Emerging trends for the best jobs of the future see vast changes and big opportunities ahead for the technology sector. Skilled-up candidates will be in demand for exciting and challenging career opportunities in areas like Cyber Security, IoT and Ai.
So, what’s in store for 2018, 2019 and beyond?
Cyber Security – the new battlefront
According to recent annual surveys by Telstra, almost 60 per cent of businesses experienced at least one disruptive security breach per month in 2016, compared to just 23.7 per cent the previous year.
From a national security perspective, the attacks themselves (on government departments, corporations and businesses) are reason enough for concern. Couple this with the mass exodus of IT expertise from Australia in search of greener pastures abroad, and it’s no wonder there’s talk of anxiety in the media.
But, for the emerging job market in Australia, the news gets better:
Traditionally the bane of governments, defense departments, security agencies and large multi-nationals, cyber-attacks are trending downwards to the SME sector. Shifts away from cash transactions and paperwork to cloud-based accounting and data management leave them open to unprecedented breaches online.
With over 2 million SMEs in Australia, the opportunities for IT security candidates and graduates are abundant, to say the least. The skills shortage is widespread, with advertised positions ranging from entry-level security analysts, who typically earn around $75,000, to software engineers and IT managers on six-figure salaries. These in-demand professionals will see massive opportunities in the coming years.
IoT and AI
The Internet of Things (IoT) will be the next global paradigm shift. It’s projected to be even bigger than the Industrial Revolution, more revolutionary than the Internet and forecast to affect or disrupt almost every industry sector, everywhere. That’s a big call. Some sectors and organisations are better placed to benefit from, and accommodate, the changes it will bring. Telcos are particularly well-suited to adapt and profit from this generational shift as they are already processing staggering volumes of data and the performance of their networks will be the lynchpin of the IoT.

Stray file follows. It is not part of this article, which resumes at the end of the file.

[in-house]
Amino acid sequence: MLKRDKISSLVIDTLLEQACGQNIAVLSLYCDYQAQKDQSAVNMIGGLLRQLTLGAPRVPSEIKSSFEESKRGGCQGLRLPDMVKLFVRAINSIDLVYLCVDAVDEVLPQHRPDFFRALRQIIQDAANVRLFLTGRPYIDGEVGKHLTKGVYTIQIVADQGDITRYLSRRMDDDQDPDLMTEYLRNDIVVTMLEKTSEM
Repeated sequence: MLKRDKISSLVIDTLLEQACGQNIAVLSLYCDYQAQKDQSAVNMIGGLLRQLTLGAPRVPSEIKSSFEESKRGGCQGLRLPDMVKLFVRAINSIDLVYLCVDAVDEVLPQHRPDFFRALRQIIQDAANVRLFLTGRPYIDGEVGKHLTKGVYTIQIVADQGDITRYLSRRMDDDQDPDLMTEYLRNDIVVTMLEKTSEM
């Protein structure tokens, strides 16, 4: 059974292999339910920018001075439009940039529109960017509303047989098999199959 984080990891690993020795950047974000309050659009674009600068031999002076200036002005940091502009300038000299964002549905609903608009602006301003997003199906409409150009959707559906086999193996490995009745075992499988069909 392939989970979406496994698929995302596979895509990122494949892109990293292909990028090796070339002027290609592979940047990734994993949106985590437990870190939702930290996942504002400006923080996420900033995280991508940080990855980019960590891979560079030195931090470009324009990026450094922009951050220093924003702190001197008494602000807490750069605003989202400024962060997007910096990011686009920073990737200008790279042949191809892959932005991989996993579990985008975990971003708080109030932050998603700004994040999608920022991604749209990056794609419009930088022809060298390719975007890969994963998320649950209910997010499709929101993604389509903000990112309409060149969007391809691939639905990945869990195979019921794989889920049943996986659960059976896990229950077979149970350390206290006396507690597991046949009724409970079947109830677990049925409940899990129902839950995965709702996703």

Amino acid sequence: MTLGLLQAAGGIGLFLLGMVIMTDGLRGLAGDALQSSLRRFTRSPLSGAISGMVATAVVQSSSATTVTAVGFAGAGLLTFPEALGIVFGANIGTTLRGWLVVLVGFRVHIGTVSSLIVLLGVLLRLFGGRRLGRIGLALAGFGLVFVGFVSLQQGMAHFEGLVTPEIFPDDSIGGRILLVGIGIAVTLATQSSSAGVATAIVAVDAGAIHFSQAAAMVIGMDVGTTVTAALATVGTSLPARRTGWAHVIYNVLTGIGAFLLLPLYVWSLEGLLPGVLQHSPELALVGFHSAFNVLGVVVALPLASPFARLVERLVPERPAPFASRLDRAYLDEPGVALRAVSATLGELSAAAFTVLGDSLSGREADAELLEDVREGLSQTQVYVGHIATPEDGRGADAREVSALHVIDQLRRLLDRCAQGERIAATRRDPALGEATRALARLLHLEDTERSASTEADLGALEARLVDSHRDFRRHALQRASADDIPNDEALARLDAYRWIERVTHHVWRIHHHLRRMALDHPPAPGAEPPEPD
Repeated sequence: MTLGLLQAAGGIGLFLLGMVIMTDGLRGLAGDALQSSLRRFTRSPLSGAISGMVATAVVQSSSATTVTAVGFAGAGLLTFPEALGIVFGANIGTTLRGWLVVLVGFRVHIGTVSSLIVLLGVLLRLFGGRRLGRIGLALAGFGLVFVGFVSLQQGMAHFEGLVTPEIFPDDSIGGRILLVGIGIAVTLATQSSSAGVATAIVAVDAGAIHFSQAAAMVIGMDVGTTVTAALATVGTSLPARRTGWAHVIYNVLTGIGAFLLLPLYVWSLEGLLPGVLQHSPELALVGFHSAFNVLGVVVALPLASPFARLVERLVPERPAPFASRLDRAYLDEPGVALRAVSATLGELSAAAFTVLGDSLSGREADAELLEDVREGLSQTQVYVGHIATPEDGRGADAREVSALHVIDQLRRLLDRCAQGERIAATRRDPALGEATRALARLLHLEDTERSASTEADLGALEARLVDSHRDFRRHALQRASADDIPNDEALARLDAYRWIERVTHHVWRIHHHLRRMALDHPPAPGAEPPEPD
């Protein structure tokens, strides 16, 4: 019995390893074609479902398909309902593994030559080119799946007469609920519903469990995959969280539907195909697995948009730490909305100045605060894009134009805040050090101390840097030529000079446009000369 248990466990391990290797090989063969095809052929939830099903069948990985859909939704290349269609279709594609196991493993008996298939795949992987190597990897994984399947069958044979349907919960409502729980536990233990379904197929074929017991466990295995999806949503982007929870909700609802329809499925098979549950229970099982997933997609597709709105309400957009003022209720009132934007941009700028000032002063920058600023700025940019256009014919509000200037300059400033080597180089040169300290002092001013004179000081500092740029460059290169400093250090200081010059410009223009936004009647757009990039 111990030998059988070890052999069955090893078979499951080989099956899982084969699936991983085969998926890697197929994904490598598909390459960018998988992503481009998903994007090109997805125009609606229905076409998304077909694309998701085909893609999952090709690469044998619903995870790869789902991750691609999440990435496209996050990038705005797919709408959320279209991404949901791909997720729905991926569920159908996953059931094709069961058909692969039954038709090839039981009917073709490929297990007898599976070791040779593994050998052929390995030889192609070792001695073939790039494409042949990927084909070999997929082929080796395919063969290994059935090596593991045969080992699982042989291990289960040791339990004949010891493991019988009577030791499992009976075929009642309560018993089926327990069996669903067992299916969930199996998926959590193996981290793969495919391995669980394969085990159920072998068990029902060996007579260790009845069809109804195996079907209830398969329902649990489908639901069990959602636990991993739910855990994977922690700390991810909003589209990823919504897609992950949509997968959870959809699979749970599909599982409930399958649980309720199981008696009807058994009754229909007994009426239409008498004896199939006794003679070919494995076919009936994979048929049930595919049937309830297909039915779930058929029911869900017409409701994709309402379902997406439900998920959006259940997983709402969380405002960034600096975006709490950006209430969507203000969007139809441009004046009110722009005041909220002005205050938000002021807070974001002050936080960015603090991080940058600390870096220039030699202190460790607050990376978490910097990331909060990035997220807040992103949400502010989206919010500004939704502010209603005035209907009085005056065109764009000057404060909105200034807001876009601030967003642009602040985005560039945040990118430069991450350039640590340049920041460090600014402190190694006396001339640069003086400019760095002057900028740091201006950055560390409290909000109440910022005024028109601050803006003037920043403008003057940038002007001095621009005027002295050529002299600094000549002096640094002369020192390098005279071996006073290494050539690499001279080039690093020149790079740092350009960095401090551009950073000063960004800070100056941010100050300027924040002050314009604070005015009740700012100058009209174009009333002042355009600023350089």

As we move quickly towards a world where corporations having buildings, machinery and assets connected to the web, guaranteeing the security and capacity of these data networks will be in the hands of Telcos to push the revolution forward. As such, Telcos are set to be big beneficiaries of IoT and some of the biggest employers of future data experts.
As for Artificial Intelligence (AI), given the river of money and resources IBM (Watson) Google (Home) and Amazon (Echo) are committing to the effort, the hype would appear to be real.
In Australia, banks have millions of customers they need to engage, retain and nurture, giving them the desire and wherewithal to bring the very latest technology to bear in order to succeed.
Take UBanks’ recent launch of ‘Robochat’. This is an automated virtual assistant designed to not only answer questions posed by prospective home loan applicants, but programmed to actually ‘read’ and respond to customers based on their mood. They’ve even humanised him by throwing some humour in the mix, with tongue-in-cheek responses like:
Q: How much does a hipster weigh?
A: An Instagram.
With innovations like Robochat leading the way, the banking sector is just one industry where AI is presenting massive opportunities for those willing to chase them.
Those believing that AI is going to do us all out of a job can take comfort from the latest delay in the launch of NDIS’ virtual assistant, “Nadia”. Aiming to help people navigate the National Disability Insurance Scheme (NDIS) the government has stalled on the project. It was reported by the ABC that “Nadia’s 12-month “traineeship” never started…they fear the census and Centrelink ‘robo-debt’ debacles took their toll on government-wide appetite for risk”. Source. So, the likes of Nadia (even with the voice of Oscar winner Cate Blanchett behind her) won’t be taking our jobs in the immediate future!
Just as the mass production of the motor car saw a decline in the demand for horse shoes, mainstream media may lament the rise of technology with predictions of crippling job losses due to robotics and automation. But, as technology has done ever since Ford first started manufacturing the Model T in 1908, the technology jobs market will always be an exciting one of growth, change and progression.